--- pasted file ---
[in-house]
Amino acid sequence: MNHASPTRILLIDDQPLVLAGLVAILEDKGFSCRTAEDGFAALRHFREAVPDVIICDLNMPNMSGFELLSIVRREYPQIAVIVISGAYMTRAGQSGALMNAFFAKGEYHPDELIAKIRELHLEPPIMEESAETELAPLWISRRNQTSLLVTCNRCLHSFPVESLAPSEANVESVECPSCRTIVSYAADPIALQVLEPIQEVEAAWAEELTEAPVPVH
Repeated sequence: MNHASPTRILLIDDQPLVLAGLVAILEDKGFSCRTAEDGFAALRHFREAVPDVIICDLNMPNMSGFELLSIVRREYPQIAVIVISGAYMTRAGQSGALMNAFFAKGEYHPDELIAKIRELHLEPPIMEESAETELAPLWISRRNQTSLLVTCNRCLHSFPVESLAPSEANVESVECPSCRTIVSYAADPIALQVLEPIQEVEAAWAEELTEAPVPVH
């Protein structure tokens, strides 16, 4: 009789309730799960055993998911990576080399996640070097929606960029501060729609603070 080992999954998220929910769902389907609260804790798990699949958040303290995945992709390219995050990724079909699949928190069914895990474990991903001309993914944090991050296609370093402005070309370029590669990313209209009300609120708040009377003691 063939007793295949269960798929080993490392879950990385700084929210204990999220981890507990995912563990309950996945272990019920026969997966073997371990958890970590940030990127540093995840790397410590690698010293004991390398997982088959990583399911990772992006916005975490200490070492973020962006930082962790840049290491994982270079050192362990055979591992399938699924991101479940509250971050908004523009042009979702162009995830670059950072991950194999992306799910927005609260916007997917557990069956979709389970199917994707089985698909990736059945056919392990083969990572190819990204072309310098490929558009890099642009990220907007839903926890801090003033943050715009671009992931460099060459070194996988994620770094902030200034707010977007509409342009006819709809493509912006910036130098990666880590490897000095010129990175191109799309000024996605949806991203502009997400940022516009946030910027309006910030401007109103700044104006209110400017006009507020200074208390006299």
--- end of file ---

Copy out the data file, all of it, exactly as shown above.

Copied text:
[in-house]
Amino acid sequence: MNHASPTRILLIDDQPLVLAGLVAILEDKGFSCRTAEDGFAALRHFREAVPDVIICDLNMPNMSGFELLSIVRREYPQIAVIVISGAYMTRAGQSGALMNAFFAKGEYHPDELIAKIRELHLEPPIMEESAETELAPLWISRRNQTSLLVTCNRCLHSFPVESLAPSEANVESVECPSCRTIVSYAADPIALQVLEPIQEVEAAWAEELTEAPVPVH
Repeated sequence: MNHASPTRILLIDDQPLVLAGLVAILEDKGFSCRTAEDGFAALRHFREAVPDVIICDLNMPNMSGFELLSIVRREYPQIAVIVISGAYMTRAGQSGALMNAFFAKGEYHPDELIAKIRELHLEPPIMEESAETELAPLWISRRNQTSLLVTCNRCLHSFPVESLAPSEANVESVECPSCRTIVSYAADPIALQVLEPIQEVEAAWAEELTEAPVPVH
């Protein structure tokens, strides 16, 4: 009789309730799960055993998911990576080399996640070097929606960029501060729609603070 080992999954998220929910769902389907609260804790798990699949958040303290995945992709390219995050990724079909699949928190069914895990474990991903001309993914944090991050296609370093402005070309370029590669990313209209009300609120708040009377003691 063939007793295949269960798929080993490392879950990385700084929210204990999220981890507990995912563990309950996945272990019920026969997966073997371990958890970590940030990127540093995840790397410590690698010293004991390398997982088959990583399911990772992006916005975490200490070492973020962006930082962790840049290491994982270079050192362990055979591992399938699924991101479940509250971050908004523009042009979702162009995830670059950072991950194999992306799910927005609260916007997917557990069956979709389970199917994707089985698909990736059945056919392990083969990572190819990204072309310098490929558009890099642009990220907007839903926890801090003033943050715009671009992931460099060459070194996988994620770094902030200034707010977007509409342009006819709809493509912006910036130098990666880590490897000095010129990175191109799309000024996605949806991203502009997400940022516009946030910027309006910030401007109103700044104006209110400017006009507020200074208390006299």